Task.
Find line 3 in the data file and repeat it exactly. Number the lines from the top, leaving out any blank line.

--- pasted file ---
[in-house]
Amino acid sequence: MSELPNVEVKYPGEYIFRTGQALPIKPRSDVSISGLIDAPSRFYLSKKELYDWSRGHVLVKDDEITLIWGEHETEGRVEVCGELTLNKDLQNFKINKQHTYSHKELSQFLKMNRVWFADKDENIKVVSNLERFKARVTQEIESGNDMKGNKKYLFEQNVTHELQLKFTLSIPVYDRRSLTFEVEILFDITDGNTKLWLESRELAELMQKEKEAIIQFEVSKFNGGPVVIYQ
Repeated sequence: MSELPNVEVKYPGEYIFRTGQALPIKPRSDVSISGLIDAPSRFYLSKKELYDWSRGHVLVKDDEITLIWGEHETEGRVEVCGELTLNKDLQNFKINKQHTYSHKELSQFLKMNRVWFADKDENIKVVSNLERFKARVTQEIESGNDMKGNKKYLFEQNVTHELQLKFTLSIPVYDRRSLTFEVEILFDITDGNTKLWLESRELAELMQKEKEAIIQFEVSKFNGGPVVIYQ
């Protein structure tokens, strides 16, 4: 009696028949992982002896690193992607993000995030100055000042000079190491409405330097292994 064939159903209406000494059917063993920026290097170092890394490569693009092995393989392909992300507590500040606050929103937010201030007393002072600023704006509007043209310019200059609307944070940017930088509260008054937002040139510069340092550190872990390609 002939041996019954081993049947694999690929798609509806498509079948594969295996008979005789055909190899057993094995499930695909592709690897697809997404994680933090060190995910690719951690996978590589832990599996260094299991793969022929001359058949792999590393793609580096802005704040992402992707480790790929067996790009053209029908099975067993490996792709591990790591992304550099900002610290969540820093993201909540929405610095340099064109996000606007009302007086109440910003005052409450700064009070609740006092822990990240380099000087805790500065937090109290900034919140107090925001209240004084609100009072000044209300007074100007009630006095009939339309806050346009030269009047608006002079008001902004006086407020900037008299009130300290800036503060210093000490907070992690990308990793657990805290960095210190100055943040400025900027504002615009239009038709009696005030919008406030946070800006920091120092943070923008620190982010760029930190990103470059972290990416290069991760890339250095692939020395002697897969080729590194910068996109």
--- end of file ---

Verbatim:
Repeated sequence: MSELPNVEVKYPGEYIFRTGQALPIKPRSDVSISGLIDAPSRFYLSKKELYDWSRGHVLVKDDEITLIWGEHETEGRVEVCGELTLNKDLQNFKINKQHTYSHKELSQFLKMNRVWFADKDENIKVVSNLERFKARVTQEIESGNDMKGNKKYLFEQNVTHELQLKFTLSIPVYDRRSLTFEVEILFDITDGNTKLWLESRELAELMQKEKEAIIQFEVSKFNGGPVVIYQ